Yes, I know:
She advocated for legal abortion and contraception.
She made the world safe for Sex and the City.
Worst of all, she insisted on wearing mini-skirts well after menopause.
I’ve always had a soft spot for “outsider” female writers of the ’50s, ’60s and ’70s. It’s hard to imagine two women more different than Grace Metalious and Jacqueline Susann, yet I inhaled both their biographies.
Helen Gurley Brown was part of the same cohort of fiercely ambitious, sometimes uncouth “literary” females of the era.
But while those novelists created vivid fictional worlds in which to play out their fantasies of beauty, romance, fame, and revenge, Helen Gurley Brown’s accomplishment was far more audacious:
She too imagined, in pointillistic detail, her ideal realm — then set about remaking an entire society to match her personal vision.
The old joke goes, “It’s Sinatra’s world — we just live in it,” but it would be more accurate to say we’re living in Helen Gurley Brown’s.
Not everyone is happy about that.
However, there ARE three things to love about the brash publishing icon.
1. Her work ethic
Apocryphal show biz legends tell of studio execs fighting over the film rights to, say, Anna Karenina, then wondering “if the broad really has to die at the end.”
In reality, Hollywood has rarely missed the point so widely as it did with the 1964 film version of Sex and the Single Girl.
Not only is the movie’s “Helen Gurley Brown” a “Dr.,” she’s a 23-year-old virgin, played by the stunning Natalie Wood.
In actuality, Helen Gurley Brown’s life was movie-worthy, but along the lines of the Joan Crawford or Barbara Stanwyck flicks she grew up watching. She was a plain girl from the Ozarks who made herself over, escaped to the big city, and ended up with the (pink) corner office — and a rich husband, too.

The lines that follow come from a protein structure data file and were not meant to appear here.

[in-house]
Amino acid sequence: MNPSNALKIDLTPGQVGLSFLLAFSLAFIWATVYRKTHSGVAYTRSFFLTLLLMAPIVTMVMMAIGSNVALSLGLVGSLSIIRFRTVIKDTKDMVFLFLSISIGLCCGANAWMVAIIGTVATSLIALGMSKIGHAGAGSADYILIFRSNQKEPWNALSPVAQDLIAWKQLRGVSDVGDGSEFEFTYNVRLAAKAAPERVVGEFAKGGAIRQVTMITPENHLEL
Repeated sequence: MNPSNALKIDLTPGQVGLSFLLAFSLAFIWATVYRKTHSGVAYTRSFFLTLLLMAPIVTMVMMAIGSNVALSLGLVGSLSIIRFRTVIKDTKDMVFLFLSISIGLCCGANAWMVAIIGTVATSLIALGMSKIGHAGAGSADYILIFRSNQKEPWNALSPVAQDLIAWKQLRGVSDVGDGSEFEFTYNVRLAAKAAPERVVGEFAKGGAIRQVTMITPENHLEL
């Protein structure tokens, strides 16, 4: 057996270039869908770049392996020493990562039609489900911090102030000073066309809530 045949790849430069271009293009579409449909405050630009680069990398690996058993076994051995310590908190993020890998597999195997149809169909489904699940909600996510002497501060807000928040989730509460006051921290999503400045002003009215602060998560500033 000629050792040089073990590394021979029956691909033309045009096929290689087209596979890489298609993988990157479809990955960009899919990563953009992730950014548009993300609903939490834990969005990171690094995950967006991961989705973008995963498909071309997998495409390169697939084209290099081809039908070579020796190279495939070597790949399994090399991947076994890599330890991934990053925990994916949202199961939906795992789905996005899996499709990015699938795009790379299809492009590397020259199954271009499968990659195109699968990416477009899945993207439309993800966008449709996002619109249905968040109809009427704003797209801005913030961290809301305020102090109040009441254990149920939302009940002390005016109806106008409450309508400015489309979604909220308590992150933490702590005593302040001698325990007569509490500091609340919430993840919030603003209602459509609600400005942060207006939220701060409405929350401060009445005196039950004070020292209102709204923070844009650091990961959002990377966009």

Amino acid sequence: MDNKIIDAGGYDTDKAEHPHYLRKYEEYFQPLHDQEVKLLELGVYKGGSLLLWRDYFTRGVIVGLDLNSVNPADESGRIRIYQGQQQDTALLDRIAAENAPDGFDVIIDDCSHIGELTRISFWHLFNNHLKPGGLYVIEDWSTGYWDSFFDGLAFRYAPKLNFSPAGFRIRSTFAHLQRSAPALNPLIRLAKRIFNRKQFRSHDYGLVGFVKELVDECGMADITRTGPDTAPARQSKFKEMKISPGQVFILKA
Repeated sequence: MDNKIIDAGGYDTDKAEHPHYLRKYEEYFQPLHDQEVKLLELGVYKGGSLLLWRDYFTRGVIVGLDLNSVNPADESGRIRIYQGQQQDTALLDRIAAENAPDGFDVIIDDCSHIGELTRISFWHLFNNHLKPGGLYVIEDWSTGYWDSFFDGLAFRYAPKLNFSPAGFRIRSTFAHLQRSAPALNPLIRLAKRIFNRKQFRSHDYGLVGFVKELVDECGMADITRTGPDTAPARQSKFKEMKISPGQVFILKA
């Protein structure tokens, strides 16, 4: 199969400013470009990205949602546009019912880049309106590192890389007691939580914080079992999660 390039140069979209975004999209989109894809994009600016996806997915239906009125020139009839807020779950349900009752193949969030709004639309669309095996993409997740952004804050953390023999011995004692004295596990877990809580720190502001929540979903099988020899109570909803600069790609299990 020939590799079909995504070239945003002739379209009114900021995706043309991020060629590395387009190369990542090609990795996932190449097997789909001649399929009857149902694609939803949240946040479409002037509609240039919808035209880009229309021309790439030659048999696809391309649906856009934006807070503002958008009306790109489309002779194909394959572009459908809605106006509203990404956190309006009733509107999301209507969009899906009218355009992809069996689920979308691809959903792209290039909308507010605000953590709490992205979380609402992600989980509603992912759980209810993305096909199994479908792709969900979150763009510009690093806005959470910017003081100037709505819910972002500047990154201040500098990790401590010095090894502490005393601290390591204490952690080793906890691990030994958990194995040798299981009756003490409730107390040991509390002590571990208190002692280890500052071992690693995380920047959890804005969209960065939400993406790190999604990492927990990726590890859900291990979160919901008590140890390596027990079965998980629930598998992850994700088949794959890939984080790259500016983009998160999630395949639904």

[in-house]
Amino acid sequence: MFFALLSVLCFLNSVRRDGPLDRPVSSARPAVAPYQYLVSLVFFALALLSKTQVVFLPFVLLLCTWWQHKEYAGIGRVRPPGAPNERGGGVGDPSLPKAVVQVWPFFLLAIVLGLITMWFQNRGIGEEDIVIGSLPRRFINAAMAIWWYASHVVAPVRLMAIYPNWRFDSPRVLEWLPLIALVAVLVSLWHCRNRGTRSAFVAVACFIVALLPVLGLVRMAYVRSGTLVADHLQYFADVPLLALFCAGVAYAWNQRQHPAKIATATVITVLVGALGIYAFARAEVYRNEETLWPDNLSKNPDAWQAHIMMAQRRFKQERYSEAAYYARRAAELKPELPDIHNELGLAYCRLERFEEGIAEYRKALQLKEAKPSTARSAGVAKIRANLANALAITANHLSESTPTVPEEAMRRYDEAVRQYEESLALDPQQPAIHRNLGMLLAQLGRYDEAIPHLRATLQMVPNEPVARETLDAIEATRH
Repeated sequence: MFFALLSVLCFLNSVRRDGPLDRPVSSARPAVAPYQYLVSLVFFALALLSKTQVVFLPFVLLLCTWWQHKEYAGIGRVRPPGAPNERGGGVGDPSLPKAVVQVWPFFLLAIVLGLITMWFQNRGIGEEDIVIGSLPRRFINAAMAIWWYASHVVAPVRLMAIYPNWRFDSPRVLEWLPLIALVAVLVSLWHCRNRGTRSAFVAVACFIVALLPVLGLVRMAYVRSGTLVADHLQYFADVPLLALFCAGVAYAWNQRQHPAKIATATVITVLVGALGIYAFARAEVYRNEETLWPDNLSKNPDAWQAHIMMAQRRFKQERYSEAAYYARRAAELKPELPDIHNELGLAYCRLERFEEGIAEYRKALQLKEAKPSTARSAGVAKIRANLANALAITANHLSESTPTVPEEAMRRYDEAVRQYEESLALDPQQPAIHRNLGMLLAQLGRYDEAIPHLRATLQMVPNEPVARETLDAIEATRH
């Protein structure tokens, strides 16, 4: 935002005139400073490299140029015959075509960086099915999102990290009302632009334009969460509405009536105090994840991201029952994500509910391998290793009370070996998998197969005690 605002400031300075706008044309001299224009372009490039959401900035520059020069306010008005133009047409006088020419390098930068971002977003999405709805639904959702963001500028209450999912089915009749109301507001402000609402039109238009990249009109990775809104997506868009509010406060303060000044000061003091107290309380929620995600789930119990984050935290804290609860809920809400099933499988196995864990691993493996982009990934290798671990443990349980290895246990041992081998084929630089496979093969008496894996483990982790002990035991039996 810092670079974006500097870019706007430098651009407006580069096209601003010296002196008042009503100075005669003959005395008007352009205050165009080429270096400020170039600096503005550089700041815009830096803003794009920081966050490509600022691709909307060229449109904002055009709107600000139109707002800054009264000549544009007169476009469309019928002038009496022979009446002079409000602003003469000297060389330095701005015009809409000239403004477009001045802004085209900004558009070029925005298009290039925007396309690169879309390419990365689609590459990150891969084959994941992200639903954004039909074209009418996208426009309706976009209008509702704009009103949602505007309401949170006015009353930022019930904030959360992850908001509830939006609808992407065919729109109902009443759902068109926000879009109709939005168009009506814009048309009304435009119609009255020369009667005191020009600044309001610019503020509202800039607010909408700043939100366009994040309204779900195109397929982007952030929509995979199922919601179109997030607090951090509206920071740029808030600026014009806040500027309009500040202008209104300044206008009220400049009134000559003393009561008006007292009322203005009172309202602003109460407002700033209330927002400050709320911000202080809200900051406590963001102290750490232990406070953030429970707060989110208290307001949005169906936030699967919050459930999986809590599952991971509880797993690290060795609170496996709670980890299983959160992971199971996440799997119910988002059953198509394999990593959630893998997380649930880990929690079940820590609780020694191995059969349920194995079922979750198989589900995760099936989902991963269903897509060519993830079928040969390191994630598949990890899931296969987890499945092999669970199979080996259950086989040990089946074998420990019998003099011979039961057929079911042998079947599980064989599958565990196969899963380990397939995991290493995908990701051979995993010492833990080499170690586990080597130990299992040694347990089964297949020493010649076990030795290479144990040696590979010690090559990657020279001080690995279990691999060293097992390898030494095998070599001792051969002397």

And forget that fictional degree — Gurley Brown wisely skipped college altogether.
Instead, she worked her way up from sexually harassed secretary (although she wouldn’t have used that term) to top copywriter.
And I do mean “worked”: unlike plenty of women then and now, she kept long hours at the office, even before she got her own magazine — and even after she became little more than a figurehead at Cosmo.
Here some women will chirp, “Hey, I work hard at the office, too!”
No, you actually spend most of your time planning bridal and baby showers and birthday parties for your colleagues — not to mention the annual walk-a-thon — and rearranging pictures of your dog on your desk.
That’s between trips to the coffee machine or the break room or the bathroom (again).
Please, ladies: I’ve worked with you. I’ve worked for you.
And I thank God my last office job ended years ago.
“But Helen Gurley Brown could work long hours,” you insist. “After all, she didn’t have children.”
Exactly. She chose not to. So did I.
Ironically, the very woman who kept insisting “you can have it all” realized she couldn’t early on, and chose accordingly.
Ironically, Helen Gurley Brown only wrote Sex and the Single Girl after she got married — at the then-advanced age of 37 — and only because her husband suggested the idea for the book.
For a woman who always put herself down as a “hillbilly” “mouseburger,” she certainly married well: to a well-to-do fellow who went on to produce Jaws and The Sting.